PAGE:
Skoll Foundation



Skoll Awardee(s): Chris Underhill
Award Year: 2013
Issue Area(s) Addressed: Health

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  • Nearly 75 percent of the 450 million people worldwide with mental illness live in the developing world, where 85 percent do not have access to treatment.
  • Until very recently, mental health issues have taken a back seat to physical health in international development efforts.
  • Mental health issues are underfunded, often misunderstood and considered taboo.  In the developing world, they are often also human rights issues.


BasicNeeds works with mentally ill people across 12 countries through a holistic model to address community mental health, poverty and stigma.

Its cost-effective, comprehensive model:

  • Engages the community to raise awareness and identify those in need;
  • Trains medical and volunteer workers to treat people in their own communities rather than in institutions;
  • Helps mentally ill people and their caregivers to create peer support and advocacy networks;
  • Provides opportunities for income generation or participation in productive work thereby enabling sustainable recoveries and reintegration into society;
  • Generates evidence and new knowledge which can facilitate improvement of health practice and inform policy.

BasicNeeds scales by training existing players to implement its model, thereby influencing and building capacity within the existing health system. It transforms both the what (services provided) and the how (who delivers the services and where) of the system. As a result of its strong evidence base, BasicNeeds plays a key role in influencing local, national and global mental health policy and is building the field of practice of community-based mental health that goes beyond medicine.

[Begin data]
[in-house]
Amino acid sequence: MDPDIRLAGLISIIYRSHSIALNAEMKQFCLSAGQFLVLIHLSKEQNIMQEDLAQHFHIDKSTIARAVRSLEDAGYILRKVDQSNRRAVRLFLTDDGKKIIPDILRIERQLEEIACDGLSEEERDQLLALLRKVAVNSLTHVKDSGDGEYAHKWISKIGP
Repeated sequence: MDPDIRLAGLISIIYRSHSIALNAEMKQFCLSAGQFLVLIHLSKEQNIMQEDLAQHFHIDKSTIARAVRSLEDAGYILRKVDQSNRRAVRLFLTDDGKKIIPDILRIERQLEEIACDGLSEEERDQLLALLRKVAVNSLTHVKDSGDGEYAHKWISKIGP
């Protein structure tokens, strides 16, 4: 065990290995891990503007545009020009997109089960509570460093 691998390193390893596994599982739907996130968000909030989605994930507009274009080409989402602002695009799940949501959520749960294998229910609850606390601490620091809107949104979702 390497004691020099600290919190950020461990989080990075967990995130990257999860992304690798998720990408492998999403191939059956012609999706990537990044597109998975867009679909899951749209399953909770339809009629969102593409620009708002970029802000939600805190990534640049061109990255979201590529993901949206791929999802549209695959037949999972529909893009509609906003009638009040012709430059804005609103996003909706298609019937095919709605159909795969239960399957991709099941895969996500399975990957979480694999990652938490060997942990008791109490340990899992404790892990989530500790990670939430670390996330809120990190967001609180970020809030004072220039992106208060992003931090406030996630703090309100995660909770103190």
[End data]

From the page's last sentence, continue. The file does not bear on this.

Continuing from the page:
BasicNeeds’ approach has not only led to behavior change in its participants and the community at large, but has also created systems change by training existing resources and building the field of practice through its demonstration model. It has:

  • Served more than 624,926 primary (mentally ill, caregivers) and secondary (other family members) beneficiaries
  • Enabled 94 percent of mentally ill people in the communities it serves to access treatment (of which 70 percent report reduced symptoms) vs. the WHO baseline for access to treatment in developing countries of only 15 percent
  • Helped 79 percent of participants obtain either paid employment or productive, non-remunerative work versus a 65 percent BasicNeeds baseline (productive work) and 35 percent baseline (paid employment)
  • Restored honor, dignity and self-worth to its participants

Influenced policy and practice change at virtually every level, from traditional healers and local chiefs to ministries of health and national governments to the WHO.



© 2015 Skoll Foundation.